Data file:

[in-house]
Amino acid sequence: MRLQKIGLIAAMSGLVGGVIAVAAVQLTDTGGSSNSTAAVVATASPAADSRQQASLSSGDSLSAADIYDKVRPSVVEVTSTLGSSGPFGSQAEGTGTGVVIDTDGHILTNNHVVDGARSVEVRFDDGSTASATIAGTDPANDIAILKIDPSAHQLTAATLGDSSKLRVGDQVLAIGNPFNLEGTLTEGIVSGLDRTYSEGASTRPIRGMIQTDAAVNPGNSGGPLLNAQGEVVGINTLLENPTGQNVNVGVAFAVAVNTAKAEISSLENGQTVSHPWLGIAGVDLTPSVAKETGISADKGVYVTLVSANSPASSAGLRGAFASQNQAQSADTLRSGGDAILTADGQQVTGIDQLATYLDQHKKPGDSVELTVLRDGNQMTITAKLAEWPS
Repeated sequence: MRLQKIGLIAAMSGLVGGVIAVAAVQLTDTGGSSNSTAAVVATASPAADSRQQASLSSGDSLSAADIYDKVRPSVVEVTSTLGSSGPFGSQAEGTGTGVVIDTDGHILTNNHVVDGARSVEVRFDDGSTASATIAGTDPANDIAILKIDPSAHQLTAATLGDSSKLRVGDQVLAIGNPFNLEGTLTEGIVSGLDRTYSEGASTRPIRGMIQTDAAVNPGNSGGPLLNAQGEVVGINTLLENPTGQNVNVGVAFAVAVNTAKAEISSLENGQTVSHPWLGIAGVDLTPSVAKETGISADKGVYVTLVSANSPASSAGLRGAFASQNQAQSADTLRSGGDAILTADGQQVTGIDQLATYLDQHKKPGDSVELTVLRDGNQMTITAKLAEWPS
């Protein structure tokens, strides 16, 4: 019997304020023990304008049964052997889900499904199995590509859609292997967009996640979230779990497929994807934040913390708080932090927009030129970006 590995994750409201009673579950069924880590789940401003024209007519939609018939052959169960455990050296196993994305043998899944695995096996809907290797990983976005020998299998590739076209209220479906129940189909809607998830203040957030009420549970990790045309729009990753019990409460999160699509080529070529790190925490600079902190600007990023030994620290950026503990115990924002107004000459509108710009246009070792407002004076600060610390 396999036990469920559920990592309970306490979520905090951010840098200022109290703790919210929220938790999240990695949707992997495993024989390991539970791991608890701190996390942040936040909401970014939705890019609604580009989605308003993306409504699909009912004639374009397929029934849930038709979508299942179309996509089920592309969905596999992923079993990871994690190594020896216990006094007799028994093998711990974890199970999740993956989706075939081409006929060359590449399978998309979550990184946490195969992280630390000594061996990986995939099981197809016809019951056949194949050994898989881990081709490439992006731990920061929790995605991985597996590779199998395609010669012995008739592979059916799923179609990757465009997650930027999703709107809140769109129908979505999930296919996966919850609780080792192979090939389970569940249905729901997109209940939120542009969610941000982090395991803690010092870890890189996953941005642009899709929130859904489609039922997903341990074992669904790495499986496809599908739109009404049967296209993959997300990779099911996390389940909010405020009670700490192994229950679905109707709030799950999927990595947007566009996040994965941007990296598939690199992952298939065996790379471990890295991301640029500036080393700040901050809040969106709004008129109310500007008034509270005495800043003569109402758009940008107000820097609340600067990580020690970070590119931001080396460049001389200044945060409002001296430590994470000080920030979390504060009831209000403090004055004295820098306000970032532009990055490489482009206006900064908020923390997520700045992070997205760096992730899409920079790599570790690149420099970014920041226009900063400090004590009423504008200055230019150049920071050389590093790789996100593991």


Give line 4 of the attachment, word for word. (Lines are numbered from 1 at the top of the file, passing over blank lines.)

């Protein structure tokens, strides 16, 4: 019997304020023990304008049964052997889900499904199995590509859609292997967009996640979230779990497929994807934040913390708080932090927009030129970006 590995994750409201009673579950069924880590789940401003024209007519939609018939052959169960455990050296196993994305043998899944695995096996809907290797990983976005020998299998590739076209209220479906129940189909809607998830203040957030009420549970990790045309729009990753019990409460999160699509080529070529790190925490600079902190600007990023030994620290950026503990115990924002107004000459509108710009246009070792407002004076600060610390 396999036990469920559920990592309970306490979520905090951010840098200022109290703790919210929220938790999240990695949707992997495993024989390991539970791991608890701190996390942040936040909401970014939705890019609604580009989605308003993306409504699909009912004639374009397929029934849930038709979508299942179309996509089920592309969905596999992923079993990871994690190594020896216990006094007799028994093998711990974890199970999740993956989706075939081409006929060359590449399978998309979550990184946490195969992280630390000594061996990986995939099981197809016809019951056949194949050994898989881990081709490439992006731990920061929790995605991985597996590779199998395609010669012995008739592979059916799923179609990757465009997650930027999703709107809140769109129908979505999930296919996966919850609780080792192979090939389970569940249905729901997109209940939120542009969610941000982090395991803690010092870890890189996953941005642009899709929130859904489609039922997903341990074992669904790495499986496809599908739109009404049967296209993959997300990779099911996390389940909010405020009670700490192994229950679905109707709030799950999927990595947007566009996040994965941007990296598939690199992952298939065996790379471990890295991301640029500036080393700040901050809040969106709004008129109310500007008034509270005495800043003569109402758009940008107000820097609340600067990580020690970070590119931001080396460049001389200044945060409002001296430590994470000080920030979390504060009831209000403090004055004295820098306000970032532009990055490489482009206006900064908020923390997520700045992070997205760096992730899409920079790599570790690149420099970014920041226009900063400090004590009423504008200055230019150049920071050389590093790789996100593991």